Storm season takes many forms in the United States. Those in eastern states may be mindful of the Atlantic basin's storm season from June 1 to November 30, and those in the northern and southern plains might be more concerned about peak tornado season from May through July. The nature and timing of storm season vary depending on where you live. But while you can't predict the weather, you can do something to make the outcome of extreme weather a little more predictable by limiting potential damage to your property. Are the trees in your yard ready for storm season?
Although it's always a great idea to periodically inspect your yard for any trees that have the capacity to be dangerous in extreme weather, this is arguably more important prior to storm season. What sort of warning signs are you looking out for?
Trees at an Angle
The biggest risk is from trees that look like they may not actually withstand extreme weather—and perhaps haven't recovered from their previous encounter with strong winds. Look for trees that are at an angle, indicating that their root system has destabilized. Also pay attention to yellowing foliage, indicating that a tree is sick, or even dying. Sick trees tend to shed twigs and branches, and their bark will show signs of deterioration.
Removal or Treatment
A tilting tree or a tree with unseasonably yellowing foliage is another sign that a tree may not survive extreme weather, and can cause damage when it falls. Problematic trees may need to be removed—and while you can generally remove smaller trees yourself, an arborist will be needed to safely remove larger trees. There's also the possibility that some tilted trees can be secured, and sick trees can receive treatment to restore their health (in some cases). However, it's crucial that such efforts are well underway before storm season hits.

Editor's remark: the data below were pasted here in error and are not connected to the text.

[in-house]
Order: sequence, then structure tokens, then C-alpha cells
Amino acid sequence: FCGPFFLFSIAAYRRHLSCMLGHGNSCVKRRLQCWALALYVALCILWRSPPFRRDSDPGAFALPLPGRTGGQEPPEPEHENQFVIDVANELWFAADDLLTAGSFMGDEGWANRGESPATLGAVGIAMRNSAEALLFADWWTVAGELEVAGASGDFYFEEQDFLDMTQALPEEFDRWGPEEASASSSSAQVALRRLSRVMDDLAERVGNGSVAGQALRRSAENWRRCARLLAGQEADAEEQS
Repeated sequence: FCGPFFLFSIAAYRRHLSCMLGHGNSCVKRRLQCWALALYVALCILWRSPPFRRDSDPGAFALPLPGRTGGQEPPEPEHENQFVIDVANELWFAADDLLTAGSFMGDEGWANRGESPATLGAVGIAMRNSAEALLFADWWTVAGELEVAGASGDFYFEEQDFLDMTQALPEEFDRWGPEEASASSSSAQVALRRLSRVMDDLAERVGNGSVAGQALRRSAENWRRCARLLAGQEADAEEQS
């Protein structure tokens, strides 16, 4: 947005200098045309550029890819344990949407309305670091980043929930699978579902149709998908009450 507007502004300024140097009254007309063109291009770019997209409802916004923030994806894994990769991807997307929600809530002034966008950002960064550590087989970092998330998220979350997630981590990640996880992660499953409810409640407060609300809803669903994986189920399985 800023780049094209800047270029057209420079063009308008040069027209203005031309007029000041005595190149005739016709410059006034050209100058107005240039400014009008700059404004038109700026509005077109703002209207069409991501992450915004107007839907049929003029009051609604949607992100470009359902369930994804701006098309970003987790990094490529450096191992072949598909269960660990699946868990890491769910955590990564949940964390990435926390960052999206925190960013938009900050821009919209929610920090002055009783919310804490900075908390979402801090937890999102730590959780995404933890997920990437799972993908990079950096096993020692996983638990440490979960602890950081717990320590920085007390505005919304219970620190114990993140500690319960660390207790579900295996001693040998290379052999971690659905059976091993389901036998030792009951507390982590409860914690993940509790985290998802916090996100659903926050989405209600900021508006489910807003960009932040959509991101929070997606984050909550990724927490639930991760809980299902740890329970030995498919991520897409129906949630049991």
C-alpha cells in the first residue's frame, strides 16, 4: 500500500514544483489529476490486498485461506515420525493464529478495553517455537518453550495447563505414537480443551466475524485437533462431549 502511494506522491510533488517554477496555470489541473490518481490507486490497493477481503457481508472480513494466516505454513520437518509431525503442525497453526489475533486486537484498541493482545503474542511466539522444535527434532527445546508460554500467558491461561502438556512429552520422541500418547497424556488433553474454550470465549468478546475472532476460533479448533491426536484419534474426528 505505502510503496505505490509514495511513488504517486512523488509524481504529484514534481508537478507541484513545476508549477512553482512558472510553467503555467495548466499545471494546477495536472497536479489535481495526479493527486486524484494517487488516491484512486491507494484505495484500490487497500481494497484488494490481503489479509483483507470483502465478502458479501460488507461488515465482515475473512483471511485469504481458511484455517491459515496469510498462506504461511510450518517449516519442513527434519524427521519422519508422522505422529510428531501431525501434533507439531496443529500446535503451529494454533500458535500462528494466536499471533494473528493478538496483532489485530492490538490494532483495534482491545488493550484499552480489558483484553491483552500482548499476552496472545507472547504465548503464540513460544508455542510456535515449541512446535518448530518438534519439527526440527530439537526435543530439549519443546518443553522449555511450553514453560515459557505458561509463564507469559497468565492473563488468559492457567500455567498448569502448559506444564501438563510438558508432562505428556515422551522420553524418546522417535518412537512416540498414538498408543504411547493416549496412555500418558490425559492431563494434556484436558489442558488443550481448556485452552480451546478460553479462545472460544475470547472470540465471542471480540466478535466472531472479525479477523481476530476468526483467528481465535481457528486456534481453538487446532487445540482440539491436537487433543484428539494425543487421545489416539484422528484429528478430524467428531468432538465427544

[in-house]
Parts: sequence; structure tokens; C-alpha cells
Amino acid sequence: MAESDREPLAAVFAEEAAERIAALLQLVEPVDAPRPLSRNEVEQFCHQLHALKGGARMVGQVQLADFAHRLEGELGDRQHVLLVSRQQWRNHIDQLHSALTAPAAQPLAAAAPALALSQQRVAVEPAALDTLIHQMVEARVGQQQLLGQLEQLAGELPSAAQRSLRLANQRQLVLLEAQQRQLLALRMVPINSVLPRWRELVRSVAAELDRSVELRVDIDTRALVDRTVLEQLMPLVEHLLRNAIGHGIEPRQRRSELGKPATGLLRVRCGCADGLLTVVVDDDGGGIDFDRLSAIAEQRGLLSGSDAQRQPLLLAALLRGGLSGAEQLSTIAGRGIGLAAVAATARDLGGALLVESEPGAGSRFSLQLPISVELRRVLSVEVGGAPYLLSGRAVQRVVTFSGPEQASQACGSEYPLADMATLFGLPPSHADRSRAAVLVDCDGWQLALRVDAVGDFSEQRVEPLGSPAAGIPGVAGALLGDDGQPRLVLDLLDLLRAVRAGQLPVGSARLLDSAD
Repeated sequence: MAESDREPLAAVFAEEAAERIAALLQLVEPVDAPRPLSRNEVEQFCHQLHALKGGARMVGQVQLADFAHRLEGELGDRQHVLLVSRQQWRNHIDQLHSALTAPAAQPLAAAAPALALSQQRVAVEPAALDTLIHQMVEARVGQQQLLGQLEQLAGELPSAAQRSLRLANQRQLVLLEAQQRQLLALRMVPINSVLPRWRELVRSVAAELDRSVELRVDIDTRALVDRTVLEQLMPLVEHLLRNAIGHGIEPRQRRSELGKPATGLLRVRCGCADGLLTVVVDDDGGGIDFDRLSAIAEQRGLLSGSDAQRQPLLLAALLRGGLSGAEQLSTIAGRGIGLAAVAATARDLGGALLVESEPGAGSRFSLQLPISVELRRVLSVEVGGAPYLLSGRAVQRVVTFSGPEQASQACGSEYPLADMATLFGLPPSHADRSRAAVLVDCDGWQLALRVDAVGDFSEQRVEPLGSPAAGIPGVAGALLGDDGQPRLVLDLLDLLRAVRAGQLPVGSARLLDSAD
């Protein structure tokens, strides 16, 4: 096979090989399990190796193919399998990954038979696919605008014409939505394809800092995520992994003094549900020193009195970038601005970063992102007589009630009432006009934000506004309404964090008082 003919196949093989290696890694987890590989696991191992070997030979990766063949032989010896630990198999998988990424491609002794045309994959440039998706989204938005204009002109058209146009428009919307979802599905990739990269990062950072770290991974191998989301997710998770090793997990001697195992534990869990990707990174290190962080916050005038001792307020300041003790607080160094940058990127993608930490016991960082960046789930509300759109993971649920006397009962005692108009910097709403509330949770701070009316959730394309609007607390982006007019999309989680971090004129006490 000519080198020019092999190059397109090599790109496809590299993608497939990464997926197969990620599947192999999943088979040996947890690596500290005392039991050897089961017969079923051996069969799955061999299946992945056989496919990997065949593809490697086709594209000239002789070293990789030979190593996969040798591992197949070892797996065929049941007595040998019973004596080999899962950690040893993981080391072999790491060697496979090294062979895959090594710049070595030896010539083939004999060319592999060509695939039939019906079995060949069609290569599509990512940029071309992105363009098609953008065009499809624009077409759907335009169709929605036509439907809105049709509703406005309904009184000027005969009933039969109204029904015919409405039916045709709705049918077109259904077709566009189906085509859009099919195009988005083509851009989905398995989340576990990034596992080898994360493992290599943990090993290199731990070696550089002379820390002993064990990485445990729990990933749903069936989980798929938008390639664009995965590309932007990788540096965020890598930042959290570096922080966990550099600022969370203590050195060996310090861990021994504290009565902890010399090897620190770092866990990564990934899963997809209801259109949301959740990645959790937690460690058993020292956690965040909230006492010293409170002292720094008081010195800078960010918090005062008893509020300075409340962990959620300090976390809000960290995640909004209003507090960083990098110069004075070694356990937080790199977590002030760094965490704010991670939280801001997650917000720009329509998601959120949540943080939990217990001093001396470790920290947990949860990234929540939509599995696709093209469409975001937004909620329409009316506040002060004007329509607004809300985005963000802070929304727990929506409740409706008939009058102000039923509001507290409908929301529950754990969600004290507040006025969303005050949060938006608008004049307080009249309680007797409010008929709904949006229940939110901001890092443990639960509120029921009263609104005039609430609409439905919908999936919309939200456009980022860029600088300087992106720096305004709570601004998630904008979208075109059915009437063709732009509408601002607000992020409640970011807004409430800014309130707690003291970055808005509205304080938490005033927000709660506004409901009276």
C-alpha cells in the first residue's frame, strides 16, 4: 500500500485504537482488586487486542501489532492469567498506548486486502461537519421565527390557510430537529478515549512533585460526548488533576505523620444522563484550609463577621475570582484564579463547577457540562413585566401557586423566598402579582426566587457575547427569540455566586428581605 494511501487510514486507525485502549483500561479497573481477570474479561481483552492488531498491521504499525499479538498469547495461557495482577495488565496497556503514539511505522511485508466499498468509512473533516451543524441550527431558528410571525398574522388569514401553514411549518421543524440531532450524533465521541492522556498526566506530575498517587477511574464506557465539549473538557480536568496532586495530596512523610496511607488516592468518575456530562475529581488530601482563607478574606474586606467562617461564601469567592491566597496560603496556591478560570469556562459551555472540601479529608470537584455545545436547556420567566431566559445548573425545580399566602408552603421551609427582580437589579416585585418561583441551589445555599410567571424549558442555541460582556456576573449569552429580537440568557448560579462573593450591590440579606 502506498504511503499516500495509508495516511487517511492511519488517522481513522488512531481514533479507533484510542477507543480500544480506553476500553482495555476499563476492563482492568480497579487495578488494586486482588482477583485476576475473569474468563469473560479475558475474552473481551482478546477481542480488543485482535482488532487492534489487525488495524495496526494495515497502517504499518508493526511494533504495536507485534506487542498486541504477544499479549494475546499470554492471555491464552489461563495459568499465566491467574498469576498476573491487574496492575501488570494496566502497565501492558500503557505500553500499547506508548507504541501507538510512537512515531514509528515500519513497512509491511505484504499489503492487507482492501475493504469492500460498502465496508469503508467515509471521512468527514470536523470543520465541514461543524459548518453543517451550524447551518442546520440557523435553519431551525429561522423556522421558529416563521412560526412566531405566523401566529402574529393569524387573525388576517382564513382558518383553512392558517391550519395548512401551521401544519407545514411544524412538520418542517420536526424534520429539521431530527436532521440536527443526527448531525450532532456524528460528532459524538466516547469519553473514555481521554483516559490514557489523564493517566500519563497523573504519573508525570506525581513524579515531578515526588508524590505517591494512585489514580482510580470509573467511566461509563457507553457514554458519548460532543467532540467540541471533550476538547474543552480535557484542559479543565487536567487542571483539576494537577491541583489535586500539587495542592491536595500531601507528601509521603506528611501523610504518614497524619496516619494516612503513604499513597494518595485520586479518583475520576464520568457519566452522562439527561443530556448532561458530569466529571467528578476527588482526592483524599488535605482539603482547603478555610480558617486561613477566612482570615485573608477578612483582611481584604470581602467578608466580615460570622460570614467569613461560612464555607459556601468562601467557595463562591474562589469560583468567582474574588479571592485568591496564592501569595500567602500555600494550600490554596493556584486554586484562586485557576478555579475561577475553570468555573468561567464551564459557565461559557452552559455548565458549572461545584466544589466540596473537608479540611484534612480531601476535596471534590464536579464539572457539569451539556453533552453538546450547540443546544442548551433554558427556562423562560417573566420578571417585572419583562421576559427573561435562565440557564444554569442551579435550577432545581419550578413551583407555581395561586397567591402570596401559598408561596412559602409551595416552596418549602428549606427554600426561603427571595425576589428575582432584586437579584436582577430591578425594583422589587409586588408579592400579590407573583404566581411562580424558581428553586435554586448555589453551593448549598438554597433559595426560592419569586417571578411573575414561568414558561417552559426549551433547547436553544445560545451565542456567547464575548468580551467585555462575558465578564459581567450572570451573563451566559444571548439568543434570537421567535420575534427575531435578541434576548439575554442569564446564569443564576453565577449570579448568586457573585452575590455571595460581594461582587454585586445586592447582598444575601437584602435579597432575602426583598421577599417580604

Trimming and Pruning
Don't overlook the importance of professional tree trimming and pruning. This may seem less essential, but it's not about beautifying the tree. Trimming removes a lot of loose twigs and foliage—which are likely to detach during strong winds and be strewn across your yard (as well as clogging your gutters and dirtying your swimming pool). Trimming and pruning is essentially preemptive cleaning—minimizing any storm mess before it actually happens.
Although the trees in your yard can seem perfectly innocent, they're capable of causing considerable mess and damage during storm season. With a little preparation, you can limit their ability to cause too many problems.Share
9 September 2022
After we moved into our house, we knew that something had to be done about our trees. The branches looked off-kilter, and we could tell that someone had pruned them incorrectly at one time or another. Unfortunately, we weren't really sure how to repair the damage. A family friend talked with us about hiring a professional tree trimmer, and so we called them the next day. The difference that they made was astounding. They removed dead branches, trimmed up the shape, and let more sunlight through. My blog is all about improving the look of your trees by hiring a professional.